“With my dad being here (the US), it wasn’t really a family. It’s not the same to speak to a person over the phone,” Martinez said. “And it was difficult for my parents to make ends meet. My dad knew there wasn’t a future in Mexico for me and my brother. When I consider the sacrifice and risk, I know there was no other option for my parents.”

After her parents made that decision, her mother decided to take the family to the United States, anyway, she could. She left their home and everything they had behind, Martinez said, to cross the border by foot with her two young children. Martinez’s grandfather accompanied them to ensure they made it through the dangerous journey.

“As a 5-year-old, you’re scared. It was pitch black, but there was someone guiding us through. I wasn’t allowed to talk,” Martinez said. “I remember walking and feeling the cactus hit my feet and having to be quiet.”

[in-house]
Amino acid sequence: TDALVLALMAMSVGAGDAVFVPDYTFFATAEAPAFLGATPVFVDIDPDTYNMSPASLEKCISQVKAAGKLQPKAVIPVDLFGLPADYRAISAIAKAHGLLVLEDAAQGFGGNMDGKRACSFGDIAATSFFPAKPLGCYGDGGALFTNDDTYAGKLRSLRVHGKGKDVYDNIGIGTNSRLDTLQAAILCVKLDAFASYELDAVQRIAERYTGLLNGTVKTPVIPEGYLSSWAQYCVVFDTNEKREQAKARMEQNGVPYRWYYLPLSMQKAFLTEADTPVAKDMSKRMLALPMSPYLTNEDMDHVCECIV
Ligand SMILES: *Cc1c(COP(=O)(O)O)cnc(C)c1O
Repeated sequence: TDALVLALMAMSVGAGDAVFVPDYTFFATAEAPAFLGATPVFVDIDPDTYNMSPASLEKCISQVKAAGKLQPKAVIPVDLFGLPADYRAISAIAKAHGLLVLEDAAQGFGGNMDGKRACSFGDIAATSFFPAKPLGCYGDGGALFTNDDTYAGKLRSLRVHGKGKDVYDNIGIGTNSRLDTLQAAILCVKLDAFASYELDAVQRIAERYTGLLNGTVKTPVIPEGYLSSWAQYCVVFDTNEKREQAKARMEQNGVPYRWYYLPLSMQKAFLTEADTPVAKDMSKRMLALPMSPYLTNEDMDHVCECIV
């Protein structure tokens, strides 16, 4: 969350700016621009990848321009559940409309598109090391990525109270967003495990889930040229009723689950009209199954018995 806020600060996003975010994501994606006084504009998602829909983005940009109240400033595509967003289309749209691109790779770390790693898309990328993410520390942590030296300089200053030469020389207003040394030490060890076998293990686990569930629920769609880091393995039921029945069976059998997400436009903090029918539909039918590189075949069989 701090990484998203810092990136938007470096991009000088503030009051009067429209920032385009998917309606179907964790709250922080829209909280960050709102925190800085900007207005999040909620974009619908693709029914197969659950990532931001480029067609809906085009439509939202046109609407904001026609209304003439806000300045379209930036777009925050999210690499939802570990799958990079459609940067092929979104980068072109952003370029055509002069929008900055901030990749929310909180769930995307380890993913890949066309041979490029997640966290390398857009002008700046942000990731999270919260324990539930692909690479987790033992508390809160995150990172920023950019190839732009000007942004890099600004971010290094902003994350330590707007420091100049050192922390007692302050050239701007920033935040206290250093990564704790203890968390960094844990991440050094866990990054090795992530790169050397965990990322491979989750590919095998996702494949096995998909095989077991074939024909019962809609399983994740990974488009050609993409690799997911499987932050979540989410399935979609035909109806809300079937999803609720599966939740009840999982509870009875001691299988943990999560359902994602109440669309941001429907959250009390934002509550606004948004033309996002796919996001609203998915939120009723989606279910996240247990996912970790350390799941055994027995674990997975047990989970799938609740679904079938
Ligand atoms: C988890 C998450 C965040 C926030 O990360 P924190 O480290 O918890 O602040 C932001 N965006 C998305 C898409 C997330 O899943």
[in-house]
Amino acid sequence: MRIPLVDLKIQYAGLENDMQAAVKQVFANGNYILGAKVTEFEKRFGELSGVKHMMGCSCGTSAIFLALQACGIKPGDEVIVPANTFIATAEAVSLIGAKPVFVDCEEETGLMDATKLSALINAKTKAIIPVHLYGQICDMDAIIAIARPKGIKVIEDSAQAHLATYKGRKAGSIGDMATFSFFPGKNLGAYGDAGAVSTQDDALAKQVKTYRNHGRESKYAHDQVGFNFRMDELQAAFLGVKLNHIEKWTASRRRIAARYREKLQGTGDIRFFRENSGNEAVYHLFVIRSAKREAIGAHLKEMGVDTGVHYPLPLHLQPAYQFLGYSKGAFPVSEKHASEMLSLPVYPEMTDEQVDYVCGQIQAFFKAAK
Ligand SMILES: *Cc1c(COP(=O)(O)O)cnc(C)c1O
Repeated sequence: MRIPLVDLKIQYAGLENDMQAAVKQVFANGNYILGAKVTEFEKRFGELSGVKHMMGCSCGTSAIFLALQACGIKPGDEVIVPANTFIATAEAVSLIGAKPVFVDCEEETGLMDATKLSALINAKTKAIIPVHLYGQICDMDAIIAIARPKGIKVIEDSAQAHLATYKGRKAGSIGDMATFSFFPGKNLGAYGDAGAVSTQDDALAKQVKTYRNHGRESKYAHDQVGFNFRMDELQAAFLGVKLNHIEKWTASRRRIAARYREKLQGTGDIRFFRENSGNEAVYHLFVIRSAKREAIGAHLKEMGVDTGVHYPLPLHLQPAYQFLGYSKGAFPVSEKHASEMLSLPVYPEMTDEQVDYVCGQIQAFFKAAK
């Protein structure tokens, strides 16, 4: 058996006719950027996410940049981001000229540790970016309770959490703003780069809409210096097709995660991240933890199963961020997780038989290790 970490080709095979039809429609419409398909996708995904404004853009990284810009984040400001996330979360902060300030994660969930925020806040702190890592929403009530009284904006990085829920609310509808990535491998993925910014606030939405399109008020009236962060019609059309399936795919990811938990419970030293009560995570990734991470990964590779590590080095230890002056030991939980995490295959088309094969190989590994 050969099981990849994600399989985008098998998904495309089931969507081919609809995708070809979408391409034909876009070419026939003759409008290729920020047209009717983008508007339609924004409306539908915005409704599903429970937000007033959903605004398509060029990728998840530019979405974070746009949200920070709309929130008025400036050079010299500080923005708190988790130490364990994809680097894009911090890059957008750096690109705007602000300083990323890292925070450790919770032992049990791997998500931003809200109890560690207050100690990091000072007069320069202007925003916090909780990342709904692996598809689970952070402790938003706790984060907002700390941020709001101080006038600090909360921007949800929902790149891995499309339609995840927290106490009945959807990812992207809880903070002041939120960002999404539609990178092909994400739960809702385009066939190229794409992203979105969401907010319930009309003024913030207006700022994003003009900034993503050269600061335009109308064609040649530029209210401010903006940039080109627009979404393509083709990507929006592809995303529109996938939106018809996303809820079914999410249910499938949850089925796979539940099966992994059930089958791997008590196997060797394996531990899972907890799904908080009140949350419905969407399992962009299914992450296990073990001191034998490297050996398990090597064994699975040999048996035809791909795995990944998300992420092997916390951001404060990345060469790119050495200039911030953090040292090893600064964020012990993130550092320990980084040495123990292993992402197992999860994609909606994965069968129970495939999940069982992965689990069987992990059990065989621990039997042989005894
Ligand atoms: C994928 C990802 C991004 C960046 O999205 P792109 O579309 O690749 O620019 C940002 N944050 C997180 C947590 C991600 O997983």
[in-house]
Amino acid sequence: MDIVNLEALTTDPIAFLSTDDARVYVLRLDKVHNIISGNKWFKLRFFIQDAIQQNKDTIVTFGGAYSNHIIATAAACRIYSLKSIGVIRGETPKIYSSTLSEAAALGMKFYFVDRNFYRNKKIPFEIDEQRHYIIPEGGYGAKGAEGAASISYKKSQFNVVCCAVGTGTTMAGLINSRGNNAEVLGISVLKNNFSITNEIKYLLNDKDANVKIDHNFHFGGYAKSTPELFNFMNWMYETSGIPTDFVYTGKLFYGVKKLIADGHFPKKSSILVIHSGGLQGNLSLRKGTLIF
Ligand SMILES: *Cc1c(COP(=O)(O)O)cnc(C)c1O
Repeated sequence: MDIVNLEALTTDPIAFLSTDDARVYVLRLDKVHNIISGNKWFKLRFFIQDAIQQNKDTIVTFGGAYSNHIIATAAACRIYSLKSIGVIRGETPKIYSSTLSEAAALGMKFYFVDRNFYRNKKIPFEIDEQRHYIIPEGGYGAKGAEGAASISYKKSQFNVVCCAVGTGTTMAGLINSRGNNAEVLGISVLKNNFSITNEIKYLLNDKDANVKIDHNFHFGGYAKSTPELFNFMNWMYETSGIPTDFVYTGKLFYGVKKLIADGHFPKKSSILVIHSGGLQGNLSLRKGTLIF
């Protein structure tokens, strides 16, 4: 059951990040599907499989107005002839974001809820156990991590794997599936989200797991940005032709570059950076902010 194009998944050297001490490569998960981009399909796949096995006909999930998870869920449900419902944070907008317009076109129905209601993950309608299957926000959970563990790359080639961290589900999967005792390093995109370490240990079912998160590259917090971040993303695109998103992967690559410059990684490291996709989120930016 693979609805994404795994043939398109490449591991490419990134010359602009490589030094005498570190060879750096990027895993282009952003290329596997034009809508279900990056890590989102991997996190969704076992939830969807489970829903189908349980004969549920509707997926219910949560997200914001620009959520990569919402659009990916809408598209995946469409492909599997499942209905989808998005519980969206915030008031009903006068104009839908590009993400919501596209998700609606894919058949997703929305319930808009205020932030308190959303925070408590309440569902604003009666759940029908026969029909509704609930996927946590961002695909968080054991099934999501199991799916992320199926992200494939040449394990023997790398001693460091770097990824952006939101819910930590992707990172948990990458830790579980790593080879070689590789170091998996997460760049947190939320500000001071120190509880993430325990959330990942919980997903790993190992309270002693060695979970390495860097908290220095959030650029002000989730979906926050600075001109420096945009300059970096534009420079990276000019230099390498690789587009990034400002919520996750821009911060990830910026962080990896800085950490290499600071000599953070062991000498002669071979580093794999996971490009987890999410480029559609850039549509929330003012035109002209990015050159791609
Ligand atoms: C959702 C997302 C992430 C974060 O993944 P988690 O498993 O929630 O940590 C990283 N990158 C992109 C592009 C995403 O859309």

The group ran out of water, and halfway through the trip Martinez became so weak that she couldn’t walk and her grandfather had to carry her, but eventually they made it through the desert and across California to Live Oak.

Within a year of her arrival, Martinez mastered English, and by the time she was in fifth grade she was certain of one thing; she wanted to attend college. Her hopes of attending college only grew over time as she spent hot summer days working in the fields.

“I would work in the fields and I would think, ‘I don’t want to be here.’ I have to get an education,” Martinez said.

Getting to Chico State

While most of the kids that Martinez attended kindergarten with in Mexico are now married with children, she is a junior at Chico State majoring in concrete industry management. She attributes this primarily to her efforts as a young student and access to programs like AVID in junior high and high school that helped her figure out how to achieve her goal of attending college.

“I knew it was either a win or lose situation. It wasn’t assured,” Martinez said. “You have to do double the work to make up for not having a social security number.”

Her status as an undocumented immigrant made it difficult to apply for college and to receive financial aid. Her junior year, however, she received a Deferred Action for Childhood Arrivals visa, which allows her to work in the U.S. and hold a driver’s license.